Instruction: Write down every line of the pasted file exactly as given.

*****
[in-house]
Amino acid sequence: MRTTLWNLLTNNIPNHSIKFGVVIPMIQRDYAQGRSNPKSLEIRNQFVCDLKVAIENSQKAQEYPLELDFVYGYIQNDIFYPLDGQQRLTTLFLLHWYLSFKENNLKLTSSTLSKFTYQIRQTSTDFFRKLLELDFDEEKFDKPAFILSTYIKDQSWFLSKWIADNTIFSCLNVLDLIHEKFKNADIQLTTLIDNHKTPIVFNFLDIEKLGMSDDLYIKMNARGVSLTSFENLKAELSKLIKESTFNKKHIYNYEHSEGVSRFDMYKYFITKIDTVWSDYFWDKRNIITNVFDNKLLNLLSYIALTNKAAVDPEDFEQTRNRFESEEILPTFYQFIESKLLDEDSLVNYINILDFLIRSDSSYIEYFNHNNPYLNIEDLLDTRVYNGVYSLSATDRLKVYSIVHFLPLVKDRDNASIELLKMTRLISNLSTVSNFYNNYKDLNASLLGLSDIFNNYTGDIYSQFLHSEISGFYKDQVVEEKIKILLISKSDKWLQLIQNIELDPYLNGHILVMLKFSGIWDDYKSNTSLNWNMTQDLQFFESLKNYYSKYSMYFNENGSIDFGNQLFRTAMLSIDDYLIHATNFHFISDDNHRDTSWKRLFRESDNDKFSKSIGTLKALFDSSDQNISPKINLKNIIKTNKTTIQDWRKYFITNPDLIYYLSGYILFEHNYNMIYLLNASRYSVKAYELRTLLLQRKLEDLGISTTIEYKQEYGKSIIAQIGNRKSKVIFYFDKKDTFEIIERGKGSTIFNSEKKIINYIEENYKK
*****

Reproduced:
[in-house]
Amino acid sequence: MRTTLWNLLTNNIPNHSIKFGVVIPMIQRDYAQGRSNPKSLEIRNQFVCDLKVAIENSQKAQEYPLELDFVYGYIQNDIFYPLDGQQRLTTLFLLHWYLSFKENNLKLTSSTLSKFTYQIRQTSTDFFRKLLELDFDEEKFDKPAFILSTYIKDQSWFLSKWIADNTIFSCLNVLDLIHEKFKNADIQLTTLIDNHKTPIVFNFLDIEKLGMSDDLYIKMNARGVSLTSFENLKAELSKLIKESTFNKKHIYNYEHSEGVSRFDMYKYFITKIDTVWSDYFWDKRNIITNVFDNKLLNLLSYIALTNKAAVDPEDFEQTRNRFESEEILPTFYQFIESKLLDEDSLVNYINILDFLIRSDSSYIEYFNHNNPYLNIEDLLDTRVYNGVYSLSATDRLKVYSIVHFLPLVKDRDNASIELLKMTRLISNLSTVSNFYNNYKDLNASLLGLSDIFNNYTGDIYSQFLHSEISGFYKDQVVEEKIKILLISKSDKWLQLIQNIELDPYLNGHILVMLKFSGIWDDYKSNTSLNWNMTQDLQFFESLKNYYSKYSMYFNENGSIDFGNQLFRTAMLSIDDYLIHATNFHFISDDNHRDTSWKRLFRESDNDKFSKSIGTLKALFDSSDQNISPKINLKNIIKTNKTTIQDWRKYFITNPDLIYYLSGYILFEHNYNMIYLLNASRYSVKAYELRTLLLQRKLEDLGISTTIEYKQEYGKSIIAQIGNRKSKVIFYFDKKDTFEIIERGKGSTIFNSEKKIINYIEENYKK